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Leader of the Opposition Arnhim Eustace says he did not ask “by accident” the questions be posed to Prime Minister Ralph Gonsalves in his June 23 letter about the sudden resignation of former Registrar of the High Court Tamara Gibson-Marks.

“I didn’t ask those questions by accident. I feel that this issue is being covered up and it must be [brought] to light. Light must shine heavily on it so that our people understand what is happening. That is an aspect of the corruption that is pervading our society nowadays, and official corruption at that,” Eustace said in his radio programme this week.

Gibson-Marks was asked to resign during a 30-minute meeting with Attorney General Judith Jones-Morgan on May 21.

The St. Lucia born former registrar, who is wife of former Unity Labour Party senator, lawyer Ronald “Ronnie” Marks, left St. Vincent for St. Lucia 90 minute after the meeting and is yet to return.

Gonsalves has said that the Director of Audit, the Commissioner of Police and the Attorney General are investigating Gibson-Marks.

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The Attorney General has applied to the court for Gibson-Marks to show cause why she should not be suspended or disbarred from practising law in St. Vincent and the Grenadines.

Former registrar of the High Court Tamara Gibson-Marks. (Internet photo)
Former registrar of the High Court Tamara Gibson-Marks. (Internet photo)

In his letter, Eustace told Gonsalves that to use “disbarment proceedings as your starting point, is to put the cart before the horse”.

“It is critical that you clear the air on these matters and take the necessary legal action, given the current climate and widely expressed concern about corruption in this country,” Eustace said.

(Read: Opposition Leader writes Prime Minister asking questions about resignation of Registrar)

During his radio programme, Eustace asked why should any Vincentian “have to worry that the registrar of the High Court has taken decisions which impinge on their lives and cut them off from resources.

“That is the registrar. Why should we be having this in St. Vincent and the Grenadines at the moment?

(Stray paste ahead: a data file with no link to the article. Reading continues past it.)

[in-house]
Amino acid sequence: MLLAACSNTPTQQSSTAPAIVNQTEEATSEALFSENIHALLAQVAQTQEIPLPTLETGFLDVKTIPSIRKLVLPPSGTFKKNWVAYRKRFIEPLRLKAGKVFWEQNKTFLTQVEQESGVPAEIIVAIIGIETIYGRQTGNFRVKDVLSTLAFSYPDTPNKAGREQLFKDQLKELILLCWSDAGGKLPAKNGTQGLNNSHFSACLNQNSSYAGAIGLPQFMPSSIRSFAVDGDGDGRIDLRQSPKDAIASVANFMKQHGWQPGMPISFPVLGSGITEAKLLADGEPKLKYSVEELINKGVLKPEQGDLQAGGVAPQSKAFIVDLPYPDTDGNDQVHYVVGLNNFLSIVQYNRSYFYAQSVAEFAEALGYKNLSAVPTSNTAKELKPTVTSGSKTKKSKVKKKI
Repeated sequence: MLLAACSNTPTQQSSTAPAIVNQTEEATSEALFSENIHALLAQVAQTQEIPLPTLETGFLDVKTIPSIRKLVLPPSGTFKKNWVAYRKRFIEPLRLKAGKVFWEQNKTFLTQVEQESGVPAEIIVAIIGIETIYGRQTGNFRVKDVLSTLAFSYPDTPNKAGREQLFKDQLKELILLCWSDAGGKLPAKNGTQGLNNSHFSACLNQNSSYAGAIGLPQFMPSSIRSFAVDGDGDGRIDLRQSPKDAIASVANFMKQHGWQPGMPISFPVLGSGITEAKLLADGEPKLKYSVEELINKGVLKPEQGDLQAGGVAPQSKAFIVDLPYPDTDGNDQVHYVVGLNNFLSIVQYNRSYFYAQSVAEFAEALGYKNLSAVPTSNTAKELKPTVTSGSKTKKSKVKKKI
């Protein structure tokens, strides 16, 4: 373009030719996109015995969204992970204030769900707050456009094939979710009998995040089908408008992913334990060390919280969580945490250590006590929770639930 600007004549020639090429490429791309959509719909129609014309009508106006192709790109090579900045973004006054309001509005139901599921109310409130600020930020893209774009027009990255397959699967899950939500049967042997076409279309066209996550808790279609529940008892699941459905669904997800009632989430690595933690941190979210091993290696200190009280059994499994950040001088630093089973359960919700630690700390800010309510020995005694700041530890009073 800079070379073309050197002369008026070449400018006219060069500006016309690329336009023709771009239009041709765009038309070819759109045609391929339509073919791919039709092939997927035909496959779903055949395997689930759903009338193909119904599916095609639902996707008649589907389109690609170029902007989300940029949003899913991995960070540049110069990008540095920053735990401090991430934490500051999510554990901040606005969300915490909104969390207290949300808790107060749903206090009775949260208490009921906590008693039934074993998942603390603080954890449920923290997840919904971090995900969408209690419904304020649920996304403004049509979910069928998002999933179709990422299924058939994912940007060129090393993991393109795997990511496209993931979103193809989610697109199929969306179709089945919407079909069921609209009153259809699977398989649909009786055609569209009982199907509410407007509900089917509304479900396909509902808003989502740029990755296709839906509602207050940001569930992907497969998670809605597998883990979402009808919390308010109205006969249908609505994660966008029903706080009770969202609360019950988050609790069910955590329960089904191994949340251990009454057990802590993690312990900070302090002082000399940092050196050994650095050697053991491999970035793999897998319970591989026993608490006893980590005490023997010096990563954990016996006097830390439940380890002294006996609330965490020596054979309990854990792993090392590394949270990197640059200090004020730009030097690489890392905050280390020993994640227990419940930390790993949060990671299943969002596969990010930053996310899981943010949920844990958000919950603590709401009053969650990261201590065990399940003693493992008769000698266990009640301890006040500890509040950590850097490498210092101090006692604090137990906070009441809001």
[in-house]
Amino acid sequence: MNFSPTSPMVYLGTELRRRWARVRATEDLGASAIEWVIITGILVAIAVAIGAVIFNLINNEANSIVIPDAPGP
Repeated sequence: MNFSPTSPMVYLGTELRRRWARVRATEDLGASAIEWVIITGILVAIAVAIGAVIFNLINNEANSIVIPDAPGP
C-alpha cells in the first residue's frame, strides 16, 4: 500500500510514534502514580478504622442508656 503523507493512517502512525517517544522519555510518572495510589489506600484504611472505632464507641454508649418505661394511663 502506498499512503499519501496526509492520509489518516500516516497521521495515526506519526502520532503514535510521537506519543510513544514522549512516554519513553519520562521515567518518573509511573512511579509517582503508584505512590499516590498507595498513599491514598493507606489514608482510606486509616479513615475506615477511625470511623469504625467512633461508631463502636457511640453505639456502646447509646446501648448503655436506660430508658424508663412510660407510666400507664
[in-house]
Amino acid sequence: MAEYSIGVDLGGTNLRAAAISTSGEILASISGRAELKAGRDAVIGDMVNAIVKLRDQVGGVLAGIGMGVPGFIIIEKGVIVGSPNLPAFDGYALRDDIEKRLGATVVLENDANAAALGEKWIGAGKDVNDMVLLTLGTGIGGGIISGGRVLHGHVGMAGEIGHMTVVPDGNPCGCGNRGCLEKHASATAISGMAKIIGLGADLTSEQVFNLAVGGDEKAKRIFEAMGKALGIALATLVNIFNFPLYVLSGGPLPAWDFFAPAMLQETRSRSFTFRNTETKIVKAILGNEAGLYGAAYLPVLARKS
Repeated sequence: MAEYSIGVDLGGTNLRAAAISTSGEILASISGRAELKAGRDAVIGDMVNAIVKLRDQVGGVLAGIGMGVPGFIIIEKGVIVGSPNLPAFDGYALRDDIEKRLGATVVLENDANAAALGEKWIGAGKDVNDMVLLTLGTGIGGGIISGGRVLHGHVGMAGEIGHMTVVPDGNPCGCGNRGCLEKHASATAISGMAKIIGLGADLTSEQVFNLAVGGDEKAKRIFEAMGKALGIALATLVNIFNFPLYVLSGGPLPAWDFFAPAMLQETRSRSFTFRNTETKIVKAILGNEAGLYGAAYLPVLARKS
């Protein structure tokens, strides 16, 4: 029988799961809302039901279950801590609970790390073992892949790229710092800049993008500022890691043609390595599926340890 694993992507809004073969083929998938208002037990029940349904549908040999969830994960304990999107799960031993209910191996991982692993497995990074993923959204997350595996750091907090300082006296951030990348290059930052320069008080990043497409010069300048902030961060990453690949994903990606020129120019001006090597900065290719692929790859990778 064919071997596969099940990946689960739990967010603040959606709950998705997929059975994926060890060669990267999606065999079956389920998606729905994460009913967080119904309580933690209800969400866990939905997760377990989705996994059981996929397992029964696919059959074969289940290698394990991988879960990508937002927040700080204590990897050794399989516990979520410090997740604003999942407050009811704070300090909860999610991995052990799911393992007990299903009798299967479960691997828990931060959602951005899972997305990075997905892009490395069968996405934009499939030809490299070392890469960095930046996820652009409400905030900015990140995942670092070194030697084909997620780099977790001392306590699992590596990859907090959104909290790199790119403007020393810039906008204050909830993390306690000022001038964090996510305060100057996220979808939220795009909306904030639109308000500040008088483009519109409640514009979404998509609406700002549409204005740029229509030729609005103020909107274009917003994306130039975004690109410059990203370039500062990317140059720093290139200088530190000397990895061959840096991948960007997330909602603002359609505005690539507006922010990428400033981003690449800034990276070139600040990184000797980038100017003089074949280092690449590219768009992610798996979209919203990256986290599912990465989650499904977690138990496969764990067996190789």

I asked some questions and I am going to give some answers to those questions in my own way and my own time,” he further said.

In his letter, Eustace also asked Gonsalves, who is also Minister of Legal Affairs, to say whether Gibson-Marks submitted “any false court orders … to any bank in Saint Vincent and the Grenadines to justify the withdrawal of funds from accounts held at that bank”, and if so, how many such false court orders were submitted, and the amount of money withdrawn.

“I want to say here that the false court order issued to one of the bank, where over 300 and something thousand dollars was withdrawn from that bank — it is not penny you know; it is 300 and something thousand was withdrawn from the bank. I don’t know how many other banks were involved and how many other banks suffered the same, although I am hearing stories. But I speak when I have the evidence,” Eustace said.

“In one case, it is over 300,000 dollars was taken by a false court order. And I hear something about 130,000 having been paid back. Well, if you paid back, it means that in the first case you should not have taken it. This is a very serious matter and I want the government again to say how many other banks are involved, how many other accounts have been dealt with in that manner and why should we as a people accept that.

“That is why I am not interested in the lady being disbarred. I want her disciplined for what she has done and there is evidence enough to show that she has done something that is wrong and corrupt,” Eustace further said.

Gonsalves, who left St. Vincent on Monday for the CARICOM summit in Antigua, said that day that he will respond to Eustace’s letter after Vincy Mas.

(Read: Gonsalves to respond after Carnival to Eustace’s letter about former registrar)

2 replies on “Questions about former registrar not ‘by accident’ — Eustace”

  1. The time will soon come when he won’t have the luxury of deferring his reply to these and many other questions of corruption allegations. Unfortunately for him, such luxury is not allowed in a court of law.

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